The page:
3. Is there a cure for atrial fibrillation? 

Presently there is no absolute cure for atrial fibrillation (AF).  However, there are treatments that can help to control and manage this arrhythmia.

4. Is atrial fibrillation life-threatening?

Atrial fibrillation (AF) is not considered a life-threatening arrhythmia.  However, if episodes of the arrhythmia are prolonged, there is an associated risk of blood clot formation that can lead to a stroke. In most cases, some sort of medication that prevents blood clots from forming, for example Coumadin or aspirin, is highly recommended. 

AF can be a bothersome arrhythmia if it causes symptoms and impacts a person's ability to carry out their activities of daily living. The symptoms that people with AF report (for example, fatigue, lightheadedness, shortness of breath) are most likely caused by the uncoordinated contraction of the heart, which decreases its pumping ability.   There are some people, though, who are not as affected by this.  They are completely unaware that they are in AF, exhibiting no symptoms at all.

5. Will atrial fibrillation cause any long-term cardiac damage?

Chronic atrial fibrillation can "remodel" or change the structure of the heart's upper chambers over time.  If the heart rate of the ventricles during atrial fibrillation is consistently fast, the heart muscle can weaken, resulting in heart failure.    

6. Am I a candidate for catheter ablation of atrial fibrillation?

Patient factors that are used to determine the appropriateness of proceeding with catheter ablation are:

  • Symptoms associated with atrial fibrillation episodes
  • Co-existing health problems
  • Treatment failures (for example, anti-arrhythmic medications, cardioversions or previous ablations)
  • Cardiac structure and function

Generally, patients who are highly symptomatic with their atrial fibrillation and have failed or are intolerant to one or more anti-arrhythmic drugs are candidates. Occasionally, patients who are not interested in taking antiarrhythmic drugs are offered ablation as first-line treatment.

7. How will the ablation procedure help my atrial fibrillation?

The goal of the procedure is to isolate the areas of the heart that are known to start the rapid electrical signals in the upper heart chambers.  Research has shown the electrical signals for atrial fibrillation (AF) usually start around the pulmonary veins in the left atrium.  These four veins bring oxygenated blood from the lungs back into the heart and drain into the left atrium. When electrical isolation of these veins is successful, episodes of AF often stop or decrease in number. 

Within a few months post procedure, some patients can stop the anti-arrhythmic medications that they were taking to control their AF.  If the anti-arrhythmic drugs are continued, the ablation procedure often helps the medications better control AF episodes.  Finally, the ablation procedure can help to decrease symptoms associated with episodes of AF such as palpitations, lightheadedness, fatigue or decreased exercise tolerance, or shortness of breath.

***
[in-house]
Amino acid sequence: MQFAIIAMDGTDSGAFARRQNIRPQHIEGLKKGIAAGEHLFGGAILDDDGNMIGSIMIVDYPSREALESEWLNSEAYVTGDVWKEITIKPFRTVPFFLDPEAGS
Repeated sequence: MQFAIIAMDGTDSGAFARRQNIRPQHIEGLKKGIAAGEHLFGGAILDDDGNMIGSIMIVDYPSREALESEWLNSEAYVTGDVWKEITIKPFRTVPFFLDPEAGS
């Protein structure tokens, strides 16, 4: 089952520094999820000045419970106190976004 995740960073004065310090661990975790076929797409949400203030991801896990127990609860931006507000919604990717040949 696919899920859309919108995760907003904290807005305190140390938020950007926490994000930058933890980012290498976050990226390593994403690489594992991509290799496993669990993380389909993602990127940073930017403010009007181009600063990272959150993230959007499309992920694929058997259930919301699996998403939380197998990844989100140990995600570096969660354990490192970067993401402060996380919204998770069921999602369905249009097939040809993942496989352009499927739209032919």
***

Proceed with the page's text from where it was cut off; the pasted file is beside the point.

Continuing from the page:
8. What is the success rate of the cardiac catheter ablation procedure for atrial fibrillation?

The reported success rates vary by institution, with a usual range of 60-70%.  Success rates are influenced by factors such as other co-existing heart and medical conditions, the individual's anatomy, post-procedure follow-up and repeat procedures. 

9. What are the risks of the atrial fibrillation cardiac catheter ablation procedure?

In our center's experience, the risk of any of the below occurring is less than 1%.  The known associated risks of the atrial fibrillation catheter ablation procedure include, but are not limited to:

  • Bleeding
  • Damage to blood vessels
  • Infection
  • Atrioesophageal fistula formation (an abnormal connection between the left atrium and esophagus)
  • Cardiac perforation (a hole in the heart) that can cause bleeding around the heart
  • Pulmonary vein stenosis (narrowing of the pulmonary veins)
  • Stroke
  • Myocardial infarction (heart attack)
  • Death

10.  How effective are medications in controlling or preventing atrial fibrillation?

Research has shown that the most effective anti-arrhythmic medications prevent episodes of atrial fibrillation (AF) in the range of 50-60% of patients.

In many cases, medications that are considered "rate-controlling" agents to prevent AF from getting too fast are also prescribed.  These drugs generally do not prevent AF from occurring, but will lower the heart rate during AF.

Ventricular Tachycardia

1. What is ventricular tachycardia?

Ventricular tachycardia (VT) is an arrhythmia that originates from the lower chambers of the heart.  The normal electrical conduction system begins in the right atrium.  In VT, there is a focus (area) in the ventricles that starts this type of heart rhythm and takes over to drive the heart rate faster.

2. Is this a life-threatening arrhythmia?

Yes, ventricular tachycardia (VT) can be a life-threatening arrhythmia.  The majority of the time it is associated with symptoms like passing out, low blood pressure and dizziness.  However, it can sometimes lead to cardiac arrest.

3. What causes ventricular tachycardia?